The first word of dialogue spoken by an Avenger in Avengers: Age of Ultron, from Iron Man (Robert Downey Jr.), is a rude expletive. The second word, from Captain America (Chris Evans), is a mild rebuke. In two words of dialogue, writer-director Joss Whedon gives us characterization, conflict and theme.
Running just over three hours long, Avengers: Endgame builds to a denouement with a valedictory air akin to the last act of Peter Jackson’s similarly sprawling The Return of the King, except that it comes at the end of 22 movies instead of three movies.
We aren’t exactly talking The Matrix here, but it’s been awhile since a Hollywood popcorn action movie elicited such a range of theological and philosophical analysis.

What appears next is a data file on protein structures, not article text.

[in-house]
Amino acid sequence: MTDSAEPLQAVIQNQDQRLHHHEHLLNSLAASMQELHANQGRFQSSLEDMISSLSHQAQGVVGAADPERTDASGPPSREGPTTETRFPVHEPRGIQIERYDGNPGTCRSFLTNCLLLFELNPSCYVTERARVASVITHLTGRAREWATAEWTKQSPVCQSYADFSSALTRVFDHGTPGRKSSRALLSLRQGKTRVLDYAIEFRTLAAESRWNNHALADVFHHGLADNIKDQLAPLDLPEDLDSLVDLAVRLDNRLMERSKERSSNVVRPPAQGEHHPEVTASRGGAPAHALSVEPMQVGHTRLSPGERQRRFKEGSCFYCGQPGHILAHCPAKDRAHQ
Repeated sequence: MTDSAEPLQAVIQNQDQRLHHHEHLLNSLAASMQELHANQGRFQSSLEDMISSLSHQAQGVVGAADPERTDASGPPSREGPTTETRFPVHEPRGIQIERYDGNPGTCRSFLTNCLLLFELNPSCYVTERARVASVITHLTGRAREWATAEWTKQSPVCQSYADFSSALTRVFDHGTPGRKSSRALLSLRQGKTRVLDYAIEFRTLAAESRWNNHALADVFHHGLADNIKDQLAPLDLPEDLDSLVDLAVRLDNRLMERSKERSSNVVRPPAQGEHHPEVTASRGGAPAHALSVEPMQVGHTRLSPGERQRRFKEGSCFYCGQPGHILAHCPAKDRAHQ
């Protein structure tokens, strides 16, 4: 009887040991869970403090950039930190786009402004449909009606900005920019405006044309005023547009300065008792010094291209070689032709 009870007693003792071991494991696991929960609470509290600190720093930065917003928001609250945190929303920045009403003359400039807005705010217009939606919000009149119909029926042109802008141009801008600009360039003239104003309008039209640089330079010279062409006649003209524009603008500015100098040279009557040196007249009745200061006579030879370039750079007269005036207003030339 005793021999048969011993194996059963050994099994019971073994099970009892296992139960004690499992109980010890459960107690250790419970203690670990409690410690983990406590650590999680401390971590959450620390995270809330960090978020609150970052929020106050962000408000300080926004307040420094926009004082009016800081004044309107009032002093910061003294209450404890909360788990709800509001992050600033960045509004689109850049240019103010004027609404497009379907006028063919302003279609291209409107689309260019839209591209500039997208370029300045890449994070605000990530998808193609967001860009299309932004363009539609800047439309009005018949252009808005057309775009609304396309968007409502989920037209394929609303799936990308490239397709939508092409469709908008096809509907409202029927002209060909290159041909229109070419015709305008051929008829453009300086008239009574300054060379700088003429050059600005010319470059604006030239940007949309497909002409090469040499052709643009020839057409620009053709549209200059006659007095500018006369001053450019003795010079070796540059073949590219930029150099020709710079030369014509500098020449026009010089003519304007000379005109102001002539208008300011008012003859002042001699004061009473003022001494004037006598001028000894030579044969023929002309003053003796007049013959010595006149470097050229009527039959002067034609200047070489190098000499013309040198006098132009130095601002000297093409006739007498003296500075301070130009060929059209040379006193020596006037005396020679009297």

Six years ago I described The Avengers as “awesomeness squared”; Infinity War strives with all its might for awesomeness cubed and even tesseracted. It wants to leave you texting your friends “MIND. BLOWN.” It might succeed — but there’s a catch.
If The Avengers isn’t necessarily the best superhero movie ever made, it is unquestionably the most superhero movie ever made — and, in that capacity, it is more than well-made enough to take comic-book entertainment to unprecedented levels.
The Avengers in 60 seconds: my “Reel Faith” review.
Copyright © 2000– Steven D. Greydanus. All rights reserved.